Actions by major insurers indicate that ACOs operated by hospitals will have competition
Until recently, most media coverage about nascent accountable care organizations (ACOs) centered on the plans of major hospitals and health systems to organize ACOs within their communities. Now comes news that major health insurers are making sizeable investments as they prepare to launch their own ACOs.
These developments could be auspicious for local clinical laboratories and anatomic pathology groups. It could mean that in many regions around the United States there will be ACOs operated by hospitals/health systems that compete against ACOs operated by health insurance companies. In turn, that would mean more customers for lab testing services in these cities and towns.
A string of healthcare information technology deals by large health insurance companies over the past eight weeks signals that private players intend to compete vigorously by operating their own ACOs. Announced on February 14, one deal saw three Blue Cross and Blue Shield health plans join forces with the HIT company Lumeris Corp. and announce plans to acquire NaviNet. Based in Boston, Massachusetts, NaviNet says it is the largest real-time healthcare communications network in the United States.
The three BCBS plans are: Highmark, Horizon Blue Cross Blue Shield of New Jersey (Horizon), and Independence Blue Cross (IBC). The willingness of these BCBS organizations to partner with Lumeris to do an IT acquisition is significant. That’s because, collectively, these insurers work with more than 70,000 physicians and insure 11 million people.
In the press release announcing the agreement, it was stated that NaviNet delivers “more than 50 kinds of administrative, financial and clinical transactions among three-quarters of America’s physicians, 3,800 hospitals, and dozens of the nation’s largest health insurers, including Highmark, Horizon and IBC.”
Based in St. Louis, Missouri, what Lumeris brings to the party is a menu of cloud-based services and software that is designed to support population management needs for accountable care organizations.
Also on the same day, February 14, UnitedHealth Group’s (NYSE: UNH) health services division, Optum, issued a press release announcing the launch of a cloud-based informatics system that would allow healthcare professionals to connect with patients’ other providers. Optum executives explained that this capability was a necessary step for the company to fully participate in accountable care organizations (ACOs).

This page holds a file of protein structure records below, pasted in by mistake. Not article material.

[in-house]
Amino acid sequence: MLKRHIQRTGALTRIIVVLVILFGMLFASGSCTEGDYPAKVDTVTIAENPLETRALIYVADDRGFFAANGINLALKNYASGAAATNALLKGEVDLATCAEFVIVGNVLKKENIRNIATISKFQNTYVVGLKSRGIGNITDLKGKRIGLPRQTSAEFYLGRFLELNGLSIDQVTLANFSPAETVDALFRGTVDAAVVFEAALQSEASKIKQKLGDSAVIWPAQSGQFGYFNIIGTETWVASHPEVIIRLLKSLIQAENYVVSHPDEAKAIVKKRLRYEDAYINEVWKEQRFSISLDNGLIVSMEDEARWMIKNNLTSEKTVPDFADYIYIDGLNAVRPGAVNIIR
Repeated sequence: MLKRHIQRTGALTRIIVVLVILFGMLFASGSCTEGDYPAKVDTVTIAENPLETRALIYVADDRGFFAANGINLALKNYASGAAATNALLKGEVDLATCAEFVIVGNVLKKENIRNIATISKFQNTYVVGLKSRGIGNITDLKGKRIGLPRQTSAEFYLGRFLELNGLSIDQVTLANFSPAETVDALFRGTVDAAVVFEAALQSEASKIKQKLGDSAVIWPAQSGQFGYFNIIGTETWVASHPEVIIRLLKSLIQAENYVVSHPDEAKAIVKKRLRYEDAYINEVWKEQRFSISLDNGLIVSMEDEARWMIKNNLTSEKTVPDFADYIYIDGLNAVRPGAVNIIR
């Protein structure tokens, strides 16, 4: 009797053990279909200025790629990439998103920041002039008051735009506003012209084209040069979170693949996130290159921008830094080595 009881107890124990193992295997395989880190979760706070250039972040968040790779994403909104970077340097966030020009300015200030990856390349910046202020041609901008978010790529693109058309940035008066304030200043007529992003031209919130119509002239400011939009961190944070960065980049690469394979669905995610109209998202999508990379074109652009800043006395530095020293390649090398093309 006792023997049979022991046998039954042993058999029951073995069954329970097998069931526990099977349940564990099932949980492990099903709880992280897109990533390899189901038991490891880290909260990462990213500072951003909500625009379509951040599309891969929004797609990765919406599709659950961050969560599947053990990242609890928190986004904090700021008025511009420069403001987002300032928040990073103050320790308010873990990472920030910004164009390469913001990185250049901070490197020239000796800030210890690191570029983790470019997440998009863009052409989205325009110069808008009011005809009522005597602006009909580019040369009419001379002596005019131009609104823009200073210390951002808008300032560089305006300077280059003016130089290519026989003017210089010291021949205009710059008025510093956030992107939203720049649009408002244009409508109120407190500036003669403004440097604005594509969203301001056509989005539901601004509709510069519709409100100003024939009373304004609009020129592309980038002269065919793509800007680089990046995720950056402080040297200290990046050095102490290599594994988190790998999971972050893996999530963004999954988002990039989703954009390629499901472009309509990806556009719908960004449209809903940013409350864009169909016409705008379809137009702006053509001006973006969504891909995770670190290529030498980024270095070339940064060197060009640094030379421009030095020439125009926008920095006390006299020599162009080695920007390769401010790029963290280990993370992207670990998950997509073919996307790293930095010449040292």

“Growing use of electronic health record (EHR) and health information exchange (HIE) technology is unlocking rich information about patient clinical experiences that has historically been confined to paper records. In a secure environment that protects privacy, Optum Care Suite marries this information with related health claims, patient-reported outcomes and Optum’s analytics capabilities,” noted the Optum press release.
These acquisitions and launches are a visible sign that health insurers are taking the development of ACOs seriously and they want to get in on the act. And, popular wisdom expects that ACOs will play a growing role during coming years. This will be accompanied by significant changes in how providers—including ACOs—will be paid.
Horizon Blue Cross and Blue Shield of New Jersey invested in Lumeris because “[It] fits into the Horizon business model, which calls for moves into accountable care and different payment methodologies,” stated Douglas Blackwell, Senior VP and CIO at Horizon in a story published in Modern Healthcare.
“We see this as another opportunity to have an integrated platform,” added Blackwell. “When you look at the geography of Highmark, Horizon and IBC, we’re geographically aligned and it’s going to make sense to do things collaboratively going forward.”
Blackwell’s comments demonstrate how health insurers are rethinking their role in a healthcare world where fee-for-service payment and fragmented care by different providers yields to new reimbursement models centered around active management of a defined population of patients. The investments in healthcare informatics are a sign that clinical laboratories and pathology groups should have their own robust information technology capabilities in place to serve the fast-changing needs of both office-based physicians, but the private payers who are involved in these new healthcare delivery models.
Further, pathologists and medical laboratory managers should stay current with these developments. Hand-in-hand with physician adoption and use of EHRs in conjunction with the engagement of ACOs in care delivery will be the need for the clinical laboratory to interface the laboratory information system (LIS) with the electronic medical record (EMR) systems of their parent hospital/health system, as well as the EMRs of the office-based physicians in the community.
—By Mark Terry